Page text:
Cross-sectional, correlational analyses such as this one are limited in their ability to explain mechanism. For example, one alternative explanation for the observed results is that more obestatin is secreted in response to elevated ghrelin levels. This hypothesis is supported by data from an animal study suggesting obestatin modulates ghrelin’s action (13). In order to test this hypothesis, well-controlled human studies collecting multiple measures of ghrelin and obestatin before and after a meal are needed.
There were strong associations between hormone levels and participant characteristics related to energy balance. Both obestatin and ghrelin were inversely associated with BMI. Data from other studies on the association between BMI and obestatin are limited, but two small studies (n<=30) comparing obese to lean participants also reported significantly lower levels among obese individuals (2, 6) while another study (n<40) reported statistically significant increases in obestatin among overweight compared to normal weight individuals (5). Similar to our findings, recent data measuring ghrelin and obestatin in obese and anorexic individuals observed a positive correlation between ghrelin and obestatin (14). Our data, contributing a sample size more than four times that of previous studies, indicate that obestatin levels are lower with increased adiposity.
Previous research supports an inverse association between ghrelin and BMI (15, 16). Ghrelin also decreases with short-term positive energy balance (7). Similar to obestatin, ghrelin levels were lower among overweight and obese individuals compared to normal weight individuals, but levels were fairly homogenous among obese individuals. Leptin, which is released from adipose tissue, was directly associated with BMI as reported by others (17, 18).
Even with a crude measure of physical activity, each of the hormones was significantly associated after controlling for confounders. Studies using more accurate and repeated measures of physical activity, as have been reported for leptin and ghrelin (19), could help to inform the relationship between hormones related to appetite regulation and physical activity.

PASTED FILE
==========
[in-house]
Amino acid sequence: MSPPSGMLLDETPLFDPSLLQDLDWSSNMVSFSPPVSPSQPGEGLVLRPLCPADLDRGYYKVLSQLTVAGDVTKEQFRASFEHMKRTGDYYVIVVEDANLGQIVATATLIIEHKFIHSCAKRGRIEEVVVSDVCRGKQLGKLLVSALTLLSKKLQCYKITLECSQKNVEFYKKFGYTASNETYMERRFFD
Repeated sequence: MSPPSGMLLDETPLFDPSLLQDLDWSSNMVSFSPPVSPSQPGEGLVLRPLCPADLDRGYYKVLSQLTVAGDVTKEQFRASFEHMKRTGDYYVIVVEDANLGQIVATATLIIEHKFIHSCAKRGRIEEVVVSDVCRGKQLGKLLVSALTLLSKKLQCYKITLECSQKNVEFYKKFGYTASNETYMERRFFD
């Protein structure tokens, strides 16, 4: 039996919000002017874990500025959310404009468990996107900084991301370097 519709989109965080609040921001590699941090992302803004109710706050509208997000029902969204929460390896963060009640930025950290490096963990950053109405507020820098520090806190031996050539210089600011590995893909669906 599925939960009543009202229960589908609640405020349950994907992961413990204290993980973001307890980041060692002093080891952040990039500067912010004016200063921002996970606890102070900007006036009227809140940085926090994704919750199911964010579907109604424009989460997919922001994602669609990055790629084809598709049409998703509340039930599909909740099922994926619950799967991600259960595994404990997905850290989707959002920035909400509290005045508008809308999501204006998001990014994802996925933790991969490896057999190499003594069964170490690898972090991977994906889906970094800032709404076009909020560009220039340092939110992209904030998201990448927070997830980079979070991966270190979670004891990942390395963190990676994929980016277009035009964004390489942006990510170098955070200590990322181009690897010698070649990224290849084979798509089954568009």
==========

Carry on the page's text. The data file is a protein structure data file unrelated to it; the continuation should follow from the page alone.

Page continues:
Some limitations should be considered in interpreting these analyses. The mechanism by which obestatin may reduce food intake has not been identified, as obestatin is likely not the ligand for the G protein receptor GPR39 as previously reported (4). It may be important to measure hormone concentrations after a meal in addition to fasting levels. Furthermore, in cross-sectional studies one cannot assess temporality of the associations, so data from longitudinal studies could inform whether changing modifiable characteristics (i.e. BMI, physical activity) alters hormone concentrations.
Among the strengths of this study was its large and diverse sample size compared to previous research in this area. This study is one of the largest to report associations between both non-modifiable and modifiable risk factors for obesity-associated chronic diseases and fasting hormones leptin, obestatin, and ghrelin. These data provide more precise estimates of the association between gender, obesity, physical activity, and smoking with fasting appetite hormone levels among a study population with approximately equal numbers by gender and obese versus non-obese individuals.
In conclusion, our data suggest fasting levels of obestatin and ghrelin have similar patterns of association with characteristics associated with energy balance (i.e. BMI, physical activity). A better understanding of the biological mechanism of action of obestatin, i.e. through identification of its receptor, could help to explain these findings. Studies with repeated measures of self-reported appetite and obestatin could also inform whether obestatin has a role in energy balance independent of leptin and ghrelin.
This research was funded by the Department of Health and Human Services, NIH NEI Training grant Number EY 07127 Clinical Trials Training Program in Vision Research, Jean Hankin Nutrition Epidemiology Grant, and OMNI-Heart Trial (HL67098, DK63214, HL68712, and RR02635).
Authors have no conflicts of interest to disclose.
No supplementary materials have been submitted.